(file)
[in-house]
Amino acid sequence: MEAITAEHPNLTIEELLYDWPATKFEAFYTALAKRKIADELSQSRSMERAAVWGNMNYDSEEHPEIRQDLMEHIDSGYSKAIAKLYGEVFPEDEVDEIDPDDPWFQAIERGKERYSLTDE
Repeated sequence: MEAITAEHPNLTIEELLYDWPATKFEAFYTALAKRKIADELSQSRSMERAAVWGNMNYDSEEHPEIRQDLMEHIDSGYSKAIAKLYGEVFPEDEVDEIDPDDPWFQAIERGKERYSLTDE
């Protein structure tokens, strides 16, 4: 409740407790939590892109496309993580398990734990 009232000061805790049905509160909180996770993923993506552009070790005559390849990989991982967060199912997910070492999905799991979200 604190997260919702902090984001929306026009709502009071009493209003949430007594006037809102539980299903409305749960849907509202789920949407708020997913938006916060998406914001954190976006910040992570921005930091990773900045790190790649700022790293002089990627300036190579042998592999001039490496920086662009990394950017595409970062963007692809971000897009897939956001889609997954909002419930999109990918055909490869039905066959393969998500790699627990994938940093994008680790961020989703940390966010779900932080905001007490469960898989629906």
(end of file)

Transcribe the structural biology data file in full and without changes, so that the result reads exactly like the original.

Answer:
[in-house]
Amino acid sequence: MEAITAEHPNLTIEELLYDWPATKFEAFYTALAKRKIADELSQSRSMERAAVWGNMNYDSEEHPEIRQDLMEHIDSGYSKAIAKLYGEVFPEDEVDEIDPDDPWFQAIERGKERYSLTDE
Repeated sequence: MEAITAEHPNLTIEELLYDWPATKFEAFYTALAKRKIADELSQSRSMERAAVWGNMNYDSEEHPEIRQDLMEHIDSGYSKAIAKLYGEVFPEDEVDEIDPDDPWFQAIERGKERYSLTDE
């Protein structure tokens, strides 16, 4: 409740407790939590892109496309993580398990734990 009232000061805790049905509160909180996770993923993506552009070790005559390849990989991982967060199912997910070492999905799991979200 604190997260919702902090984001929306026009709502009071009493209003949430007594006037809102539980299903409305749960849907509202789920949407708020997913938006916060998406914001954190976006910040992570921005930091990773900045790190790649700022790293002089990627300036190579042998592999001039490496920086662009990394950017595409970062963007692809971000897009897939956001889609997954909002419930999109990918055909490869039905066959393969998500790699627990994938940093994008680790961020989703940390966010779900932080905001007490469960898989629906």